Working class twin brothers Tom and Frank Hoy hustled up copyboy jobs in 1953 and became White House News Photographers for two major Washington DC newspapers. Frank shot pictures for The Washington Post, and Tom did the same for The Evening Star. They were affectionately known as “The Hoy Boys.” They were never famous, but their story is the story of American journalism when it mattered most.

In the 1950s and 60s physical newspapers were the primary source of news and information, and Tom and Frank stumbled into a golden era for photojournalism. They both became White House correspondents and they were able to shoot pictures in an era before the “hyper- credentialed” came to dominate the news media. As staff photographers for major newspapers, their work was seen by hundreds of thousands of people daily.

“The Hoy Boys” introduces audiences to the once great newspaper The Evening Star (1862 – 1981.) It was the leading paper in DC in the 1950s and one of the top in the country. The Evening Star is brought to life by former staffers Carl Bernstein, Warren Hoge, Rupert Welch, Jack Sherwood, Arnold Taylor and others. Family members and media thinkers round out the ensemble. Tom and Frank’s iconic photographs graced the pages of competing Washington DC newspapers in the 1950’s and 60’s and as we rediscover their iconic images, The Hoy Boys provides a lens through which we view the complexities of the past and the chaos of the today’s media landscape.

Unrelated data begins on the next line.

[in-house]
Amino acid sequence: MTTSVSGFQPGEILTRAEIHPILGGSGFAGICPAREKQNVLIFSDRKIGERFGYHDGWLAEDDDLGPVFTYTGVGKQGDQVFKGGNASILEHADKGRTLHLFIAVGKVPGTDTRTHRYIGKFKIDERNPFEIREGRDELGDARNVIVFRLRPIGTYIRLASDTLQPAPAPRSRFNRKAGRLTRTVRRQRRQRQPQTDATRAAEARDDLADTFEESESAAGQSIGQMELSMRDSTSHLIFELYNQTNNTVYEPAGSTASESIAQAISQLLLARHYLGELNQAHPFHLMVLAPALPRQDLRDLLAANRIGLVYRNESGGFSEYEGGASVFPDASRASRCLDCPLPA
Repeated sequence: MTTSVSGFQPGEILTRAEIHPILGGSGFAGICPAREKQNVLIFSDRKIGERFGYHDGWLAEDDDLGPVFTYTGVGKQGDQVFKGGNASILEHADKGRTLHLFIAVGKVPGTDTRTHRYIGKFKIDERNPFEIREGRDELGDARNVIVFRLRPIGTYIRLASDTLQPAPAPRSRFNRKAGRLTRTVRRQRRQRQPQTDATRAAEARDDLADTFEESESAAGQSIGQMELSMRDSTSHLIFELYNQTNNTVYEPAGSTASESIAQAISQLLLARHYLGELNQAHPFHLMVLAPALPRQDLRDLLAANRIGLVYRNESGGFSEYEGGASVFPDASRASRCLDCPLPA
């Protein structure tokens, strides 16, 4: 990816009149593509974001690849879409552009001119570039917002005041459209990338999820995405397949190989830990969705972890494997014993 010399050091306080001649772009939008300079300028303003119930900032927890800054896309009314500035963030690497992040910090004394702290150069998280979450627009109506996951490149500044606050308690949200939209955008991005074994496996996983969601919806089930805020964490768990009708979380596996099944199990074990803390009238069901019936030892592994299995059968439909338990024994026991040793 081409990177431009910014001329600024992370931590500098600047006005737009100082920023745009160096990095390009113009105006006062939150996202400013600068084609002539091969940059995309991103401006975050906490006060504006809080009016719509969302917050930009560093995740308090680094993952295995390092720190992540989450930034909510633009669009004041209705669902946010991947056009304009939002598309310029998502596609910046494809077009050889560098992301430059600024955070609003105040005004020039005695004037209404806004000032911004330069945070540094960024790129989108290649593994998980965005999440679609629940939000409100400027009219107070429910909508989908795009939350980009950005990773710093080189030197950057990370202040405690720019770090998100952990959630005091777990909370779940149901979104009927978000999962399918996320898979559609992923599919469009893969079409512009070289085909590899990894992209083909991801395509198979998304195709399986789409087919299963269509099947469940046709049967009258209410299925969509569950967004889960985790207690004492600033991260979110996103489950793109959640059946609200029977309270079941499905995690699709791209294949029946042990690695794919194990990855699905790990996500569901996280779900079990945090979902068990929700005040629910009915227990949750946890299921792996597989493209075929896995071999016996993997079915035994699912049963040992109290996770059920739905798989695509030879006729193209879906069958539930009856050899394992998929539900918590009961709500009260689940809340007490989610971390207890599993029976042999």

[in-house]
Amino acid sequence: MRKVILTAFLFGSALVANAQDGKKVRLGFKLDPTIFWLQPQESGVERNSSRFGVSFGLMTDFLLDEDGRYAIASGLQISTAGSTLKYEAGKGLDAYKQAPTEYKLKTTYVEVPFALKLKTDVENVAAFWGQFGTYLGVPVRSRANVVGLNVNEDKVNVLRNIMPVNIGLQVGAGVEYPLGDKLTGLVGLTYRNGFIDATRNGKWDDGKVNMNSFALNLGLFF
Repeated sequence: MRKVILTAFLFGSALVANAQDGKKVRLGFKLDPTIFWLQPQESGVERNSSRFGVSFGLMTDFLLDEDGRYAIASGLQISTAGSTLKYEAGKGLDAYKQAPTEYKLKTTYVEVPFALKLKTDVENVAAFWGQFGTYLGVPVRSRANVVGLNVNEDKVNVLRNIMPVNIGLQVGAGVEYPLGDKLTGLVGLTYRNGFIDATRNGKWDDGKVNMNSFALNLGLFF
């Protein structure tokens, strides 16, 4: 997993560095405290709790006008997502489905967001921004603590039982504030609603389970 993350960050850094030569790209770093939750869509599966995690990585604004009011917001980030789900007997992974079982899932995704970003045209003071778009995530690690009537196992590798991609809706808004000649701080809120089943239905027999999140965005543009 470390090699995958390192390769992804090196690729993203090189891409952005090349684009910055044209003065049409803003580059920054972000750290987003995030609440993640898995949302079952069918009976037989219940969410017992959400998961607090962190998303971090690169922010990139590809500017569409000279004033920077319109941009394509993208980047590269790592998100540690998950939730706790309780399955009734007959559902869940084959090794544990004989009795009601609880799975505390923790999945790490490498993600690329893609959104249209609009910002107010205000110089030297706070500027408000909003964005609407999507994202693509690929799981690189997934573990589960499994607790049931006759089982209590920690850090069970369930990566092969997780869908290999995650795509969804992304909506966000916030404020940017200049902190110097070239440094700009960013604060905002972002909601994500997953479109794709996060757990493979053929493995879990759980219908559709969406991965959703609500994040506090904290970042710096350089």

The Evening Star Photo Staff – 1954

The Filmmaker

Dave Simonds directed the documentaries The Hoy Boys, Forgotten Farms and Cherry Cottage: the Story of an American House. He continues work on the short episodic series “Free Advice from an Old Guy” with Jay Tarses. As an actor, Simonds worked extensively in New York, and regionally at the Williamstown Theatre Festival, The Long Wharf Theatre, and The Portland Stage Company. He was a familiar face in the indie-film renaissance of the late 80s and early 90s and his screen credits include Amateur, The Book of Life, Signs and Wonders, The Fish in a Bathtub, Henry Fool, B Movie, among many others. He appeared in music videos for Everything But the Girl, Beth Orton and others. He was the co-founder of the award winning Cucaracha Theatre, which was housed in a warehouse in Tribeca before anyone knew how to find Tribeca. The New York Times proclaimed, “Cucaracha Theatre has become a center for some of the most interesting experimental theatre in New York.” He is currently at work with his partner Sarah Gardner on a documentary about the rural/urban divide.